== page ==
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Impact of gestational weight gain and prepregnancy body mass index on the prevalence of large-for-gestational age infants in two cohorts of women with type 1 insulin-dependent diabetes: a cross-sectional population study.

Impact of gestational weight gain and prepregnancy body mass index on the prevalence of large-for-gestational age infants in two cohorts of women with type 1 insulin-dependent diabetes: a cross-sectional population study.
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McWhorter KL, Bowers K, Dolan LM, Deka R, Jackson CL, Khoury JC,


McWhorter KL, Bowers K, Dolan LM, Deka R, Jackson CL, Khoury JC, (click to view)

McWhorter KL, Bowers K, Dolan LM, Deka R, Jackson CL, Khoury JC,

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BMJ open 2018 03 308(3) e019617 doi 10.1136/bmjopen-2017-019617
Abstract
OBJECTIVES
Despite improvements in treatment modalities, large-for-gestational age (LGA) prevalence has remained between 30% and 40% among infants of mothers with type 1 insulin-dependent diabetes mellitus (TIDM). Our objective was to estimate LGA prevalence and examine the association between gestational weight gain (GWG) and prepregnancy body mass index (BMI) with LGA among mothers with TIDM.

DESIGN
Cross-sectional study.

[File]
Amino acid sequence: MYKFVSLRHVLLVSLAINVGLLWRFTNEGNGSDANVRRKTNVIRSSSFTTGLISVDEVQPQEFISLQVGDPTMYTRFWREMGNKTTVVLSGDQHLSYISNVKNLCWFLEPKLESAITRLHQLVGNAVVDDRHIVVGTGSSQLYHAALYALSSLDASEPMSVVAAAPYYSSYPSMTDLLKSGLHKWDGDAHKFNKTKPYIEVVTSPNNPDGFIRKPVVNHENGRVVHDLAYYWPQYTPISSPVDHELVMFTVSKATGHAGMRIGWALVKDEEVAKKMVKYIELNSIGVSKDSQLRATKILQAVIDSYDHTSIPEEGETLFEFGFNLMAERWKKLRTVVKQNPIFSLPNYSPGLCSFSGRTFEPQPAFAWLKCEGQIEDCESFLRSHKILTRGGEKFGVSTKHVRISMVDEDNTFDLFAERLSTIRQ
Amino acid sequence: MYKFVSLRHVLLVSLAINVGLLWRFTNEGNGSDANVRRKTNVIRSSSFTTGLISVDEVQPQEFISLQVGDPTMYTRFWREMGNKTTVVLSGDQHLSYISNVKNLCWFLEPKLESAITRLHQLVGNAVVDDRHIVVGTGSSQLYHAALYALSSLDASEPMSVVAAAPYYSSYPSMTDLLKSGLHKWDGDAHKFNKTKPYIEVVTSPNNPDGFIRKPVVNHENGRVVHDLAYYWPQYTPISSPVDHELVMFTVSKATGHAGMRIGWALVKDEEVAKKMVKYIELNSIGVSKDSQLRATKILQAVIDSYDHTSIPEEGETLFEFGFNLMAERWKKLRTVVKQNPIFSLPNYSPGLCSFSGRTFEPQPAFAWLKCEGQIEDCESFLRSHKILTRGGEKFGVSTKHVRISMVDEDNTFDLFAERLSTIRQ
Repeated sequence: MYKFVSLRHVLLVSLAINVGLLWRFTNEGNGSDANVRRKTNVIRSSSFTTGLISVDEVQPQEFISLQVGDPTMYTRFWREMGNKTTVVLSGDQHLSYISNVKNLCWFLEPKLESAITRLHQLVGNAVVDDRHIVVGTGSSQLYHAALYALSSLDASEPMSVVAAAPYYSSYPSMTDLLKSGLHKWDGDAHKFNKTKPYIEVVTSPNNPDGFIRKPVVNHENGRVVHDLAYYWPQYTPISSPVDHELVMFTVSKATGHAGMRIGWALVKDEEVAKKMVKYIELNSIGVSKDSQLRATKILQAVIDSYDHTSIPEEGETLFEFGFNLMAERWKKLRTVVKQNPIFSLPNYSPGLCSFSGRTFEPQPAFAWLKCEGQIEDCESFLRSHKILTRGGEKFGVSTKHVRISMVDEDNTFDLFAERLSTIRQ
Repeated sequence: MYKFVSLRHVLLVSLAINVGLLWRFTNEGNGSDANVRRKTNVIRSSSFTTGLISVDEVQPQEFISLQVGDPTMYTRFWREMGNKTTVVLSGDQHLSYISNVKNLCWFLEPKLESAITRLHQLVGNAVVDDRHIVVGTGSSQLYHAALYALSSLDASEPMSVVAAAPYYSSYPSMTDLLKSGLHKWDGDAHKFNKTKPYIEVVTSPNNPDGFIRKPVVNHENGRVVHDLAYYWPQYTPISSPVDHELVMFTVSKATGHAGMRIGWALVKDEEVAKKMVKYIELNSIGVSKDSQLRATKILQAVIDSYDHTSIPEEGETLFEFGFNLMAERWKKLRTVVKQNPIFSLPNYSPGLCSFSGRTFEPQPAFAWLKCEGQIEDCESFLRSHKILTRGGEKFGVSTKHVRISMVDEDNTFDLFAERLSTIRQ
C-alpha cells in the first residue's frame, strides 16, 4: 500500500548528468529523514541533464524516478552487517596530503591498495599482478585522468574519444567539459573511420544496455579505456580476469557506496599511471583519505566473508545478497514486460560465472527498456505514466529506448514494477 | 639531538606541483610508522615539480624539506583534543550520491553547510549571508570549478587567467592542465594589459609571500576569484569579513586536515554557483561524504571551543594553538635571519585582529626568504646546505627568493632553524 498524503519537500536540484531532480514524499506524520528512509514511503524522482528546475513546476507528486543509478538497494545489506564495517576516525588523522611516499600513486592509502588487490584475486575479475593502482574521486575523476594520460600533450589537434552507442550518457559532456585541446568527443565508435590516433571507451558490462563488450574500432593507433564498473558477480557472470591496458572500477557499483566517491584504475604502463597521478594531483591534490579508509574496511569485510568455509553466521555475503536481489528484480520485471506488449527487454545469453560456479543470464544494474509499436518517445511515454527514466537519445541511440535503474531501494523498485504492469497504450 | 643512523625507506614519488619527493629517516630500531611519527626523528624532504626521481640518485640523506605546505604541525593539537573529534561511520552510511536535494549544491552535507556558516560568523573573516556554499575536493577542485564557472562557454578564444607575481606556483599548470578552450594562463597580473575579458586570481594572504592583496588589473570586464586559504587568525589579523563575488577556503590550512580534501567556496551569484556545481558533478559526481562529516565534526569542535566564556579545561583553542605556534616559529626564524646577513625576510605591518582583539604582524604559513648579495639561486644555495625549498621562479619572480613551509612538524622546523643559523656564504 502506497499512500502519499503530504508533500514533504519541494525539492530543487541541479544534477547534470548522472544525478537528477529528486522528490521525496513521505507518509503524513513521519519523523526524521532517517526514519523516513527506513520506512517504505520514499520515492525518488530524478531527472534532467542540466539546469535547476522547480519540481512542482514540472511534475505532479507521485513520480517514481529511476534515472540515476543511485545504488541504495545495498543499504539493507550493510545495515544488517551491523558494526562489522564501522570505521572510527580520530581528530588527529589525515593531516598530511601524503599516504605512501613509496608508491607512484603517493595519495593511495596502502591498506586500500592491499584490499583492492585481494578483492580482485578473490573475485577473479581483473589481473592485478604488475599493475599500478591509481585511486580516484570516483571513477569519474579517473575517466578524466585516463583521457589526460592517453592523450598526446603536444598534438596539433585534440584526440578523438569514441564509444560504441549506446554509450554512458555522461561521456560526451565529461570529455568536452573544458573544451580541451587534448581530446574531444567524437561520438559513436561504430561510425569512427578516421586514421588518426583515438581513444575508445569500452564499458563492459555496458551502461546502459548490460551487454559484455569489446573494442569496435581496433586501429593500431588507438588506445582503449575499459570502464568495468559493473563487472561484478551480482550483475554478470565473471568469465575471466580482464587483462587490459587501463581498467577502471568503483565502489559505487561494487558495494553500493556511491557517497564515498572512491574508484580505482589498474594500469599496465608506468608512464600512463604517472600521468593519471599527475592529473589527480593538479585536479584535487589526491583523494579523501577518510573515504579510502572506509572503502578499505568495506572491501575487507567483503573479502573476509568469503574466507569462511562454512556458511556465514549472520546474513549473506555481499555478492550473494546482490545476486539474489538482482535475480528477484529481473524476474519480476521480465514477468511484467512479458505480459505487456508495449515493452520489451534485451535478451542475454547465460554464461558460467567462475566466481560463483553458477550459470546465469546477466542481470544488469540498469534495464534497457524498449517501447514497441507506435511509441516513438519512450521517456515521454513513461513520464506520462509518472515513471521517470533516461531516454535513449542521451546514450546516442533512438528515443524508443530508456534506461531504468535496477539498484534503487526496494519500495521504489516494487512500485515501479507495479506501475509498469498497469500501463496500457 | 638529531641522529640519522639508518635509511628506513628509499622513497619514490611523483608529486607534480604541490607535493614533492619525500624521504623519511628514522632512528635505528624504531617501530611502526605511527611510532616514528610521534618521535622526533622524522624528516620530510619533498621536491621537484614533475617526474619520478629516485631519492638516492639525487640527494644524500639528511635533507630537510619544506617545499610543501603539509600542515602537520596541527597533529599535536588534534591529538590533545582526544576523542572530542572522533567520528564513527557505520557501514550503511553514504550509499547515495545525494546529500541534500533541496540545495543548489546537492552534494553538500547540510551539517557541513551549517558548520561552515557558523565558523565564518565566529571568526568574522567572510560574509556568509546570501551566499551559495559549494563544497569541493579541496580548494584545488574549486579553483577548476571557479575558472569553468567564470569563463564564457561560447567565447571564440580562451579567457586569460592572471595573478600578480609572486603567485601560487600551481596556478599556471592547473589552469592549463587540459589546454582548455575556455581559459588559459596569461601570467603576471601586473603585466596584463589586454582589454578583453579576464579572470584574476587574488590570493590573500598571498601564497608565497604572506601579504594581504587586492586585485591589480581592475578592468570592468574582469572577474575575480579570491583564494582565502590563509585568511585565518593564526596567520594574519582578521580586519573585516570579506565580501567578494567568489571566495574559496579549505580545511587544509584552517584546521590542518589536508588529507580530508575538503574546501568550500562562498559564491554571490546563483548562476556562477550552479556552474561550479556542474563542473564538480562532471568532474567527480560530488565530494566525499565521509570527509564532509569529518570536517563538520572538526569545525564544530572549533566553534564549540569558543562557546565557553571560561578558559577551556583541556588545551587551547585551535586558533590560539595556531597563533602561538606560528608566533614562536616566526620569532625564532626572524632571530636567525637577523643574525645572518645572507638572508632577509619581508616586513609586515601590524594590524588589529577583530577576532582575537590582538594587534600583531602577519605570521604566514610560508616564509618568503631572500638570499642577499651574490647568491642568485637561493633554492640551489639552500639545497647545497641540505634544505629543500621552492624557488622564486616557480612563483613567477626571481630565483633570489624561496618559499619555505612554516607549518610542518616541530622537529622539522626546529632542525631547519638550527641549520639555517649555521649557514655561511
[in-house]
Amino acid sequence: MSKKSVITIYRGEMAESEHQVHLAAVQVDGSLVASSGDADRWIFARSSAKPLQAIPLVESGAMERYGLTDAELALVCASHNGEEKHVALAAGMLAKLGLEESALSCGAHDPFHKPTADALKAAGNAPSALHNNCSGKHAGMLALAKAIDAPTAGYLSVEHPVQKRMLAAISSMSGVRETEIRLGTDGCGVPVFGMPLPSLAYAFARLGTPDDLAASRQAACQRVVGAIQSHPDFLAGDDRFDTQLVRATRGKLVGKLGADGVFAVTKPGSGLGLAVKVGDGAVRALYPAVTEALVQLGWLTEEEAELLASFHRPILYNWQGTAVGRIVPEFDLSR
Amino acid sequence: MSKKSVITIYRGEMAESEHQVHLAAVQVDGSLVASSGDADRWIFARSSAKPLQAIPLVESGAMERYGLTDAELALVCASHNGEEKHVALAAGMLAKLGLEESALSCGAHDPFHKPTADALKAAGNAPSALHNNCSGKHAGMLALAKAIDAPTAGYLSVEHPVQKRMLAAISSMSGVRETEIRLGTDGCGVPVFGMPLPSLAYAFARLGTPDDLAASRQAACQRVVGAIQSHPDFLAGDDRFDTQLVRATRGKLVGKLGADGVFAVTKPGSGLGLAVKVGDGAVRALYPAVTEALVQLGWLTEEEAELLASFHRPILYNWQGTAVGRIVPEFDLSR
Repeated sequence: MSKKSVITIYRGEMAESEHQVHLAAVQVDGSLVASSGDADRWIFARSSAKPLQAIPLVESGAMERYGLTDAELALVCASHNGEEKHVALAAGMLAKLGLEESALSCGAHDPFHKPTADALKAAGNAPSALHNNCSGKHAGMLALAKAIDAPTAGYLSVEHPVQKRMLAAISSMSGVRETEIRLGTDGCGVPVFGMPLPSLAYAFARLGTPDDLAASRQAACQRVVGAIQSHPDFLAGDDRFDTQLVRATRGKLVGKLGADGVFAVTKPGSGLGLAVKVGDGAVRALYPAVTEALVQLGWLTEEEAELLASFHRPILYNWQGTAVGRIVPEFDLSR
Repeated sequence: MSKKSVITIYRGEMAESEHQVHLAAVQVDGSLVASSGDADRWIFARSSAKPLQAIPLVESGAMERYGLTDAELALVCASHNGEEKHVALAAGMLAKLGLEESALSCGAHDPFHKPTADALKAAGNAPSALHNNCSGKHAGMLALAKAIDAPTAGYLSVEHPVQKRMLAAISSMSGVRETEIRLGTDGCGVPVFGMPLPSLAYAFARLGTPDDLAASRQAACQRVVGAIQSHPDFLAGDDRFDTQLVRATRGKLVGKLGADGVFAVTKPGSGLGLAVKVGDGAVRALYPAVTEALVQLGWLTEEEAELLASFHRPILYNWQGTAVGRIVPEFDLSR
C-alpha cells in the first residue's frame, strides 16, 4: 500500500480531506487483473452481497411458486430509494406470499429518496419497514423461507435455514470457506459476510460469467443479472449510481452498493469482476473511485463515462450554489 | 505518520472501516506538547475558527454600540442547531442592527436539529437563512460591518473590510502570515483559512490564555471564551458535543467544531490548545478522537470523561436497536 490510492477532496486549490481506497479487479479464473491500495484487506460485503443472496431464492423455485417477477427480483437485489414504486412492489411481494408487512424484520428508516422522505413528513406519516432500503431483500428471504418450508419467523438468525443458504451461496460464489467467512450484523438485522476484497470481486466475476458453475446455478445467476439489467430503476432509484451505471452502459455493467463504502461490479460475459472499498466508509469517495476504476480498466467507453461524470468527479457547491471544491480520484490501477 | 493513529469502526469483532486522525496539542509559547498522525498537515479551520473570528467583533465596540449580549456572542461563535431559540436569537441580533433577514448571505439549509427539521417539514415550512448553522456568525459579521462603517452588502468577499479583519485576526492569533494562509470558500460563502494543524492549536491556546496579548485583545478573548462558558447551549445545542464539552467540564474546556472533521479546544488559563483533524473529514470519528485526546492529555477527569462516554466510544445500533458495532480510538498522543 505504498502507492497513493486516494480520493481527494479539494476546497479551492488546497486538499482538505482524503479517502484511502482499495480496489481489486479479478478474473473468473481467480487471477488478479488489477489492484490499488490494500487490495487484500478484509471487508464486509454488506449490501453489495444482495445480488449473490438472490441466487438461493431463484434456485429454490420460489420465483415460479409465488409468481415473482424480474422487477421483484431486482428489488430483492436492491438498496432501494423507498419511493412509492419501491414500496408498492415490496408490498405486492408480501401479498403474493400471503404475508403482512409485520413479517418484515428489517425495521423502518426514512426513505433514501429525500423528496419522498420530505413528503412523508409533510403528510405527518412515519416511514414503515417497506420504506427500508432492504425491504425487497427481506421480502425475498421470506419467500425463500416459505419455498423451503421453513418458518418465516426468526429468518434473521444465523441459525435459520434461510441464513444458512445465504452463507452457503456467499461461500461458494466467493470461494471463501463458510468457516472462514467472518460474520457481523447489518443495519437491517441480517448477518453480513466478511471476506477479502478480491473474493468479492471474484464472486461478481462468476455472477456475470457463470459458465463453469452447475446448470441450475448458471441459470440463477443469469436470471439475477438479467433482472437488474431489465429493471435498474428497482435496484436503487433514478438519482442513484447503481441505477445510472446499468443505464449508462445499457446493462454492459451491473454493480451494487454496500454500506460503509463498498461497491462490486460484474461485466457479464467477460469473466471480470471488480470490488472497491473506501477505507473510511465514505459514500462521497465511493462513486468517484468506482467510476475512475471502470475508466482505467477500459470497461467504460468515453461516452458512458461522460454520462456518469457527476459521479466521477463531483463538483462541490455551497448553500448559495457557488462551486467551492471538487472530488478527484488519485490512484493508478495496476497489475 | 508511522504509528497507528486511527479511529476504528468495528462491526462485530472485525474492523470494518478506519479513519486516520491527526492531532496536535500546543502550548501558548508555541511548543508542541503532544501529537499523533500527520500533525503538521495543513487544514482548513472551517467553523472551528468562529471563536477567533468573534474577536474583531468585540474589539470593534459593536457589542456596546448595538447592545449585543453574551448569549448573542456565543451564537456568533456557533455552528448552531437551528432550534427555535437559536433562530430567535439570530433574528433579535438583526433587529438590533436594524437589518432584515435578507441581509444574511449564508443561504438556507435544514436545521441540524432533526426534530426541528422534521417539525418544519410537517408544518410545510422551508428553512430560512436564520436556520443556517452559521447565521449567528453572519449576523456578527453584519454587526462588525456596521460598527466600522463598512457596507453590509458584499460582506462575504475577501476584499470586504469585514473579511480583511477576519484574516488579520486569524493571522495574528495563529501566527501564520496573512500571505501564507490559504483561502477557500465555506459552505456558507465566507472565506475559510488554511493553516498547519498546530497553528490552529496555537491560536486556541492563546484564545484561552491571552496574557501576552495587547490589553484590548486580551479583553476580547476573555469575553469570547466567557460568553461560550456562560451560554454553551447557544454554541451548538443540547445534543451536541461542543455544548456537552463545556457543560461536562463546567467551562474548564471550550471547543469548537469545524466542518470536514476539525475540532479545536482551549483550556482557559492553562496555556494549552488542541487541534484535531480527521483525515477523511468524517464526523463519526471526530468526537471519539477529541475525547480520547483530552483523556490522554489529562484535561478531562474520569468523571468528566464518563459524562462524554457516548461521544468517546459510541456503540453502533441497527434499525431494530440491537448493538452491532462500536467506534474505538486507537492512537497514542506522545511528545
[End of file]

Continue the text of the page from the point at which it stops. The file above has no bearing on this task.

SETTING
Regional data in Cincinnati, Ohio, from the Diabetes in Pregnancy Program Project (PPG), a prospective cohort for the period 1978-1993; national data from Consortium on Safe Labor (CSL), a multicentre cross-sectional study for the period 2002-2008.

PARTICIPANTS
The study included 333 pregnancies in the PPG and 358 pregnancies in the CSL. Pregnancies delivered prior to 23 weeks’ gestation were excluded. Women with TIDM in the PPG were identified according to physician confirmation of ketoacidosis, and/or c-peptide levels, and by International Classification of Diseases, ninth version codes within the CSL. LGA was identified as birth weight >90th percentile according to gestational age, race and sex.

MAIN OUTCOME MEASURES
LGA at birth.

RESULTS
Mean±SD maternal age at delivery was 26.4±5.1 years for PPG women and 27.5±6.0 years for CSL women, p=0.008. LGA prevalence did not significantly differ between cohorts (PPG: 40.2% vs CSL: 36.6%, p=0.32). More women began pregnancy as overweight in the later cohort (PPG (16.8%) vs CSL (27.1%), p<0.001). GWG exceeding Institute of Medicine (IOM) guidelines was higher in the later CSL (56.2%) vs PPG (42.3%) cohort, p<0.001. Normal-weight women with GWG within IOM guidelines had a lower LGA prevalence in CSL (PPG: 30.6% vs CSL: 13.7%), p=0.001. CONCLUSIONS
Normal-weight women with GWG within IOM guidelines experienced a lower LGA prevalence, supporting the importance of adherence to IOM guidelines for GWG to reduce LGA. High BMI and GWG may be hindering a reduction in LGA prevalence.

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